# Why is the formula $\ Arc length = \int r \times d\theta$ not correct?

The formula for calculating the area of a curve in a polar graph is $\large \rm \frac{1}{2}\int r^2~ d\theta$ and is adapted from $$\large \rm Area = \frac{1}{2}r^2\times \theta$$ But the formula to calculate the arc length is very different from $\large \rm Length =\int r ~d\theta$ which should've been adapted from $$\large \rm Length=r\times \theta$$ Why is the formula $\large \rm Length =\int r ~d\theta$ not correct to calculate the arc length of a sector in a polar graph?

• The true formula for length is $ds=\sqrt{dr^2 + r^2 d\theta^2}$. The problem is what if instead of curling around your curve diverges along a line? You need to take into account both degrees of freedom. – Hamed Aug 15 '16 at 15:10

## 4 Answers

Say we zoom in very close to the curve so that it looks like a straight line:

The range of $\theta$ values shown in the second picture will be taken to be $d\theta$, and the distance from the origin $r$. For the red line, we can see $rd\theta$ is a good approximation for the length. However, for the blue line, we can see that no matter how far we zoom in, $rd\theta$ will be off of the true length of the line by a factor of about $\sqrt{\frac{1}{m^2}+1}$, where $m$ is the slope of the blue line.

In fact, calculating $m$ would give us the formula for arc length as $rd\theta\sqrt{1+\frac{1}{m^2}}$.

• Oh thanks. That provides me a vague perception of the truth. One question, if we allow our value of r to change, would then rdθ be sufficient? – mathnoob123 Aug 15 '16 at 17:23
• If $rd\theta$ ever works it's only by coincidence. – florence Aug 15 '16 at 22:27

You are wrong. The formula for calculating the area enclosed by an arbitrary arc $A=\frac{1}{2}r^2\theta$ comes from the integration $\int_0^r r \, dr \int_0^\theta d\theta$.

The reason behind this is that the differential lengths along $r$ and $\theta$ axes in polar co-ordinates are $dr$ and $rd\theta$, just like in Cartesian co-ordinates, the differential lengths along $x$ and $y$ axes are $dx$ and $dy$.

A spiraling arc has a radial $dr$ component and circumferential $r d\theta$component. So with only the former considered you are indirectly still on a circle. The Pythagorean sum of the two as Hamed commented above, is the diagonal differential arc length.

Let $C$ be a smooth curve described parametrically by

\begin{align} \vec r&=\vec r(\theta)\\\\ &=\hat r(\theta)r(\theta) \end{align}

for $\theta \in [\alpha,\beta]$, where $\hat r(\theta)$ is the radial unit vector.

The arc length $s$ of the curve $C$ can be approximated by the sum of incremental displacements $\left|\Delta\vec r(\theta_n)\right|=\left|\vec r(\theta_n)-\vec r(\theta_{n-1})\right|$ for $n=1,\cdots ,N$ where $\theta_0=\alpha$ and $\theta_N=\beta$. Then, we can write heuristically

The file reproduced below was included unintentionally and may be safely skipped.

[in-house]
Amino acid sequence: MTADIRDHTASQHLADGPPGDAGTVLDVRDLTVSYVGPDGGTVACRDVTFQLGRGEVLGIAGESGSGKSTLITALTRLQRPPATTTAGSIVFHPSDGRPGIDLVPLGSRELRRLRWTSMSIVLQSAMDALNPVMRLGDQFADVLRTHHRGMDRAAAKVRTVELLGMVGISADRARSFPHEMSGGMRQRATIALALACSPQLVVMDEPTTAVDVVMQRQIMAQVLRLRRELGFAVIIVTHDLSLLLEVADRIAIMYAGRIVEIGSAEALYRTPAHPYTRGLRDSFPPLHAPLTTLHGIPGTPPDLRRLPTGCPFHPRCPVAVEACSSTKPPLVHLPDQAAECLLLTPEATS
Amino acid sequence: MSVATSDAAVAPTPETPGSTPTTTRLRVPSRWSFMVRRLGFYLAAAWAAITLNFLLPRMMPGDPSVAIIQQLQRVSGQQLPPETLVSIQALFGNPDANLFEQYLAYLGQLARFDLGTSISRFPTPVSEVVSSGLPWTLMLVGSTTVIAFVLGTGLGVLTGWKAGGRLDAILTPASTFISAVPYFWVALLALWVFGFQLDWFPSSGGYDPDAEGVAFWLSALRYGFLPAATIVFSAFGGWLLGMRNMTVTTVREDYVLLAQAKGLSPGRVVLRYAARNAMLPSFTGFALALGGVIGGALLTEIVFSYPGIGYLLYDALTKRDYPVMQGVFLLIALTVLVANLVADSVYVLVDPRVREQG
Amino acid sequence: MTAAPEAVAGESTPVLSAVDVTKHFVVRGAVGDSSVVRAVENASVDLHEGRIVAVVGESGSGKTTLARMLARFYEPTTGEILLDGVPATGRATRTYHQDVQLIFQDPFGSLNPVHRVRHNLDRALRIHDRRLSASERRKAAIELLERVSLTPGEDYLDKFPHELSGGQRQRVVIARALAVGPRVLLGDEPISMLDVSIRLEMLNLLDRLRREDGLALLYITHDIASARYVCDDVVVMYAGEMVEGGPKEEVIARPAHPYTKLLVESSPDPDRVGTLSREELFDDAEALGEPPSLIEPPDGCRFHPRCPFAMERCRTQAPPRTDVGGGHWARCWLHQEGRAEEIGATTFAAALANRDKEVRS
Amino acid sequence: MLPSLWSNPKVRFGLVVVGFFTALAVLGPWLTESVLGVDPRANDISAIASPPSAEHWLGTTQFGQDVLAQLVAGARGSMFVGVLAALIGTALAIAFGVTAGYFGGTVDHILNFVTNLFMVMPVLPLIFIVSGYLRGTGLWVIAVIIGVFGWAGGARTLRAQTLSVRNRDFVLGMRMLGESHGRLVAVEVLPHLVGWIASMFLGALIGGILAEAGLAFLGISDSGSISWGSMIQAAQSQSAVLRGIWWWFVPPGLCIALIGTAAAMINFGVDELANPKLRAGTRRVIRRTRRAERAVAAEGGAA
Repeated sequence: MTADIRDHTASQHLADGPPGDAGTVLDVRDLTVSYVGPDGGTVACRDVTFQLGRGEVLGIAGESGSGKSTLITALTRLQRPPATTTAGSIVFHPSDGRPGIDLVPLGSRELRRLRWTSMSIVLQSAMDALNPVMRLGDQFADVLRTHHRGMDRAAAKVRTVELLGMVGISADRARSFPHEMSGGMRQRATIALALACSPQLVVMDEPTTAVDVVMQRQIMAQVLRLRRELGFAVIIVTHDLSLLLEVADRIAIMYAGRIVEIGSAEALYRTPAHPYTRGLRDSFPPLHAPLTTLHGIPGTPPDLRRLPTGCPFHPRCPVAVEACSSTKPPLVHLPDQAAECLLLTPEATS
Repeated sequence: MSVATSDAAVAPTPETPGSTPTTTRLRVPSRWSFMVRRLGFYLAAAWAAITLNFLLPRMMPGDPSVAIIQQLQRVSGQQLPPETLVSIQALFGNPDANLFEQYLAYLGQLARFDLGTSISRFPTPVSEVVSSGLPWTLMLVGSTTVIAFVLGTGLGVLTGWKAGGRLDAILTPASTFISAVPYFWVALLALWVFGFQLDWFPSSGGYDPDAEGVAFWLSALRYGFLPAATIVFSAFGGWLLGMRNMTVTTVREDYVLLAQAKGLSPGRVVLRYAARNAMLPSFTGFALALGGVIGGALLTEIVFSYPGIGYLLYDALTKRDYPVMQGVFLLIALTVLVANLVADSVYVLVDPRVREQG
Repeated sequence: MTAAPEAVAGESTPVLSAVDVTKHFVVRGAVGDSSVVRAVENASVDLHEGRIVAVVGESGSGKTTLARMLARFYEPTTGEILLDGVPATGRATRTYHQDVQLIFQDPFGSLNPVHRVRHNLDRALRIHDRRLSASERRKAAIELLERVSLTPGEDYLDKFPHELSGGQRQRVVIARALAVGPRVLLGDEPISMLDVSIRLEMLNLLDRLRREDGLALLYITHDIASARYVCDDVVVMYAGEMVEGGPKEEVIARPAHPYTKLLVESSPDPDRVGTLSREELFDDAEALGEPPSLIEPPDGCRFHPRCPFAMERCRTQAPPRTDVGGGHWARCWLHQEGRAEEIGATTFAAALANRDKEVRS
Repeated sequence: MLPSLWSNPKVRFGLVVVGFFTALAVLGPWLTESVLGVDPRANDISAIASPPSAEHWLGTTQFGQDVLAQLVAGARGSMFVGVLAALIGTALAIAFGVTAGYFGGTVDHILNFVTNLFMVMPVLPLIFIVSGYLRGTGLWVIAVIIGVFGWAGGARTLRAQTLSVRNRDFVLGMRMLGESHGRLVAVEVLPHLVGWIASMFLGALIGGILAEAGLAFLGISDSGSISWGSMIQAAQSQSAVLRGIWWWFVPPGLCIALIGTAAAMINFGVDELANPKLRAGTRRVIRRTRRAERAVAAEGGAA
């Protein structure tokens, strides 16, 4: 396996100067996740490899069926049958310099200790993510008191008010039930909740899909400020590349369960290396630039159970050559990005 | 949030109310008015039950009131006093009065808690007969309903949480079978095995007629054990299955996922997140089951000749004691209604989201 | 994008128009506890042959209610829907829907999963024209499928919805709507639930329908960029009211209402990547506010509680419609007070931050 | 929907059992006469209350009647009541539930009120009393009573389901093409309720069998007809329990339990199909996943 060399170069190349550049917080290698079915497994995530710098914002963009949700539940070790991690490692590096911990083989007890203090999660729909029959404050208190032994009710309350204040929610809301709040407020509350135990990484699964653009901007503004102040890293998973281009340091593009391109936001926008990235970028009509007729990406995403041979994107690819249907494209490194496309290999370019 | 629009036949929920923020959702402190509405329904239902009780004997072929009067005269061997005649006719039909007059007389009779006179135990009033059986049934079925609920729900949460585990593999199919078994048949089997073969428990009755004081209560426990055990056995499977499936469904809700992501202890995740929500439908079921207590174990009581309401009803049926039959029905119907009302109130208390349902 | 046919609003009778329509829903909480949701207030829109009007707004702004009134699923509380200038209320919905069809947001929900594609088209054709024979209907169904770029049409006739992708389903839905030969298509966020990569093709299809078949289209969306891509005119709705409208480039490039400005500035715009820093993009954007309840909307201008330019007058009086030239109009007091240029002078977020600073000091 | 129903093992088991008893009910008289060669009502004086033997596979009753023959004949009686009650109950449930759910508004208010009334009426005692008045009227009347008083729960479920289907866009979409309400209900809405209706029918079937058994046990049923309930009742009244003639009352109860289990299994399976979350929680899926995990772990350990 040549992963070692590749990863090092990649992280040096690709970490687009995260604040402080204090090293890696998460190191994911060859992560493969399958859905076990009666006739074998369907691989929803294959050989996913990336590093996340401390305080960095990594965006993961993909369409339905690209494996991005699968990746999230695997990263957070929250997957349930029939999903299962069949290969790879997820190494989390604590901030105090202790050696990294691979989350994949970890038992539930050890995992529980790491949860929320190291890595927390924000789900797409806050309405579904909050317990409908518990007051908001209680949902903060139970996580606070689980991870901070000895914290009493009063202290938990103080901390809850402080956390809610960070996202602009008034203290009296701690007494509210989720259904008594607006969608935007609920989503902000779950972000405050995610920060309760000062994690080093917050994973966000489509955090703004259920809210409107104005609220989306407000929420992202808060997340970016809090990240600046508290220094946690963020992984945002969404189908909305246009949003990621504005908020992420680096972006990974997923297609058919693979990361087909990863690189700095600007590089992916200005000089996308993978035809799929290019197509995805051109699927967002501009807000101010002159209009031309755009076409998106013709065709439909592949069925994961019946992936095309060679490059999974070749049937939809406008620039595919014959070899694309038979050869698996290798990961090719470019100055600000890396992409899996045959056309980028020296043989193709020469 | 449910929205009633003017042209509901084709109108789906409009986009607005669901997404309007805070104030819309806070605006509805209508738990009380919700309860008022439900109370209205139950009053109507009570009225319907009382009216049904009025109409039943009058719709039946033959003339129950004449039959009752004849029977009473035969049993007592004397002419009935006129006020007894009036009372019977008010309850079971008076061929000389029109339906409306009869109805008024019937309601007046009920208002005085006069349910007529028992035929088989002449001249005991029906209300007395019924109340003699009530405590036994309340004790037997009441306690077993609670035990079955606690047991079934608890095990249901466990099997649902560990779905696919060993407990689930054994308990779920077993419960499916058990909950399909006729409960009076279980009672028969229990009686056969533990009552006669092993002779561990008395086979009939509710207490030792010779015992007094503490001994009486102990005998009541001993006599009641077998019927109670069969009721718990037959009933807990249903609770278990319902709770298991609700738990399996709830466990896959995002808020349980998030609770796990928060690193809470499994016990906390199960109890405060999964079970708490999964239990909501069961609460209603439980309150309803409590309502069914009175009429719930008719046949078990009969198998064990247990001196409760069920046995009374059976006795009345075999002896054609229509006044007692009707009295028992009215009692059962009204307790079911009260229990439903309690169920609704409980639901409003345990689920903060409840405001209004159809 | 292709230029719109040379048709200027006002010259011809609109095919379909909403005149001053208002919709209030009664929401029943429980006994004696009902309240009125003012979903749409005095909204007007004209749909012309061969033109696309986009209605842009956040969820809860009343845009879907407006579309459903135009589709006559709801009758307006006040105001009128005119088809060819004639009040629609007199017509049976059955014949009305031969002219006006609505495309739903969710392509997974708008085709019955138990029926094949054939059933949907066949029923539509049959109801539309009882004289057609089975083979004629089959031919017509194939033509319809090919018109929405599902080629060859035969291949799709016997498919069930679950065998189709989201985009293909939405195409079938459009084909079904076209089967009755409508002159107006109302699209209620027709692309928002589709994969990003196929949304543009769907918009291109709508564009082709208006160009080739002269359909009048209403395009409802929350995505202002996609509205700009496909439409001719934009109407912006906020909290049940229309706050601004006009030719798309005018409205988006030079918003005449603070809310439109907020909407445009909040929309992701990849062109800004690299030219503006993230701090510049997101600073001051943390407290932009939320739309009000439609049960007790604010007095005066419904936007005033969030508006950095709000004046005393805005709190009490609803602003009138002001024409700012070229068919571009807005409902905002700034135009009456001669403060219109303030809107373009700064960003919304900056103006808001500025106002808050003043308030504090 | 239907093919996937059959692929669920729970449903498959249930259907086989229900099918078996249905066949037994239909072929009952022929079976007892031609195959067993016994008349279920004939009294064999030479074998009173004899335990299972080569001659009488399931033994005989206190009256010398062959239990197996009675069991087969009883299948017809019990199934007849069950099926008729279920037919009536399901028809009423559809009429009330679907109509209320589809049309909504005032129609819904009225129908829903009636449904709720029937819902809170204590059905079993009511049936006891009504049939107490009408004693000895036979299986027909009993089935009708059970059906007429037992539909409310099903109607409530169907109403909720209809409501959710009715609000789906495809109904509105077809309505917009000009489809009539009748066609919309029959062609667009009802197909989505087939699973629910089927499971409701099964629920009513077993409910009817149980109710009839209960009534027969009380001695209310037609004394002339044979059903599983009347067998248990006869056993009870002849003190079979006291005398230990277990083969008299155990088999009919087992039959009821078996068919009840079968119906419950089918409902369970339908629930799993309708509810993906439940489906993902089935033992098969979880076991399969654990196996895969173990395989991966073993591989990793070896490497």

$$s\approx \sum_{n=1}^N \left|\vec r(\theta_n)-\vec r(\theta_{n-1})\right|$$

Letting $N\to \infty$ while $\max_{n\in [1,N]}\left(\left|\Delta\vec r(\theta_n)\right|\right)\to 0$, we have

\begin{align} s&=\int_\alpha^\beta \left|\frac{d\vec r(\theta)}{d\theta}\right|\,d\theta\\\\ &=\int_\alpha^\beta \left|\frac{d\hat r(\theta)r(\theta)}{d\theta}\right|\,d\theta\\\\ &=\int_\alpha^\beta \left|\hat r(\theta)\frac{dr(\theta)}{d\theta}+r(\theta)\frac{d\hat r(\theta)}{d\theta}\right|\,d\theta\\\\ &=\int_\alpha^\beta \left|\hat r(\theta)\frac{dr(\theta)}{d\theta}+r(\theta)\hat \theta(\theta)\right|\,d\theta\\\\ &=\int_\alpha^\beta \sqrt{\left(\frac{dr(\theta)}{d\theta}\right)^2+r^2(\theta)}\,d\theta\\\\ &\ne \int_\alpha^\beta r(\theta)\,d\theta\\\\ \end{align}

unless $\left(\frac{dr(\theta)}{d\theta}\right)^2=0$. This implies that $r(\theta)=\text{constant}$, which describes a segment of circle. Therefore, unless the contour $C$ is a segment on a circle, then the arc length $s$ is not given by the formula questioned in the OP.

• I am sorry. I am not very good at understanding mathematical notations. Can you just describe the logical flaw which occurs when $\ \int r d\theta$ is used to find the arc length? – mathnoob123 Aug 15 '16 at 17:17
• The flaw is that it does not account for the non-zero derivative $\frac{dr(\theta)}{d\theta}$. – Mark Viola Aug 15 '16 at 17:40
• I am still in dark. Why is $\ \frac{dr}{d\theta}$ significant if we allow our value of r to change frequently? By changing its value, I mean $\ r= r+dr$ (the equation is defined to be sensible in programming languages) – mathnoob123 Aug 15 '16 at 17:45
• It's not $dr$, it's $|d\vec r|=\sqrt{(dr)^2+r^2(d\theta)^2}$. – Mark Viola Aug 15 '16 at 18:35
• Please let me know how I can improve my answer. I really want to give you the best answer I can. -Mark – Mark Viola Aug 19 '16 at 4:11